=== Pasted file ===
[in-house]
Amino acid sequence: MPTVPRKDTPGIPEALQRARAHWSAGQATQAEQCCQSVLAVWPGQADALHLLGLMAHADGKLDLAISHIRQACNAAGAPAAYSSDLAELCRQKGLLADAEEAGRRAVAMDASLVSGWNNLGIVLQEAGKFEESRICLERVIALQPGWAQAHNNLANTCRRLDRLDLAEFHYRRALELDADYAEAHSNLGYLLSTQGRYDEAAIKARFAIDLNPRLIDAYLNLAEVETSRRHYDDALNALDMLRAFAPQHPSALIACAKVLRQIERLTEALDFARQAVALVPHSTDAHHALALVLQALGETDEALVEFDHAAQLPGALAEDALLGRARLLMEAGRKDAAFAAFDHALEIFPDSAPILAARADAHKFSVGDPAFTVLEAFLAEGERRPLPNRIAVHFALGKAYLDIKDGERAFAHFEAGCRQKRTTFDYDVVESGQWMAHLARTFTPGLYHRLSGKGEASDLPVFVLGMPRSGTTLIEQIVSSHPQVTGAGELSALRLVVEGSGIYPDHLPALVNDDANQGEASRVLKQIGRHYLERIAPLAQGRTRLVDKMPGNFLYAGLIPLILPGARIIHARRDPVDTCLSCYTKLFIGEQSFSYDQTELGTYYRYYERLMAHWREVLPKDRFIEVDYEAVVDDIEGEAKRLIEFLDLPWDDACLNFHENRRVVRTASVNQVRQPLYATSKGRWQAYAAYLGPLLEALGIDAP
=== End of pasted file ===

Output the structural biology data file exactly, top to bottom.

[in-house]
Amino acid sequence: MPTVPRKDTPGIPEALQRARAHWSAGQATQAEQCCQSVLAVWPGQADALHLLGLMAHADGKLDLAISHIRQACNAAGAPAAYSSDLAELCRQKGLLADAEEAGRRAVAMDASLVSGWNNLGIVLQEAGKFEESRICLERVIALQPGWAQAHNNLANTCRRLDRLDLAEFHYRRALELDADYAEAHSNLGYLLSTQGRYDEAAIKARFAIDLNPRLIDAYLNLAEVETSRRHYDDALNALDMLRAFAPQHPSALIACAKVLRQIERLTEALDFARQAVALVPHSTDAHHALALVLQALGETDEALVEFDHAAQLPGALAEDALLGRARLLMEAGRKDAAFAAFDHALEIFPDSAPILAARADAHKFSVGDPAFTVLEAFLAEGERRPLPNRIAVHFALGKAYLDIKDGERAFAHFEAGCRQKRTTFDYDVVESGQWMAHLARTFTPGLYHRLSGKGEASDLPVFVLGMPRSGTTLIEQIVSSHPQVTGAGELSALRLVVEGSGIYPDHLPALVNDDANQGEASRVLKQIGRHYLERIAPLAQGRTRLVDKMPGNFLYAGLIPLILPGARIIHARRDPVDTCLSCYTKLFIGEQSFSYDQTELGTYYRYYERLMAHWREVLPKDRFIEVDYEAVVDDIEGEAKRLIEFLDLPWDDACLNFHENRRVVRTASVNQVRQPLYATSKGRWQAYAAYLGPLLEALGIDAP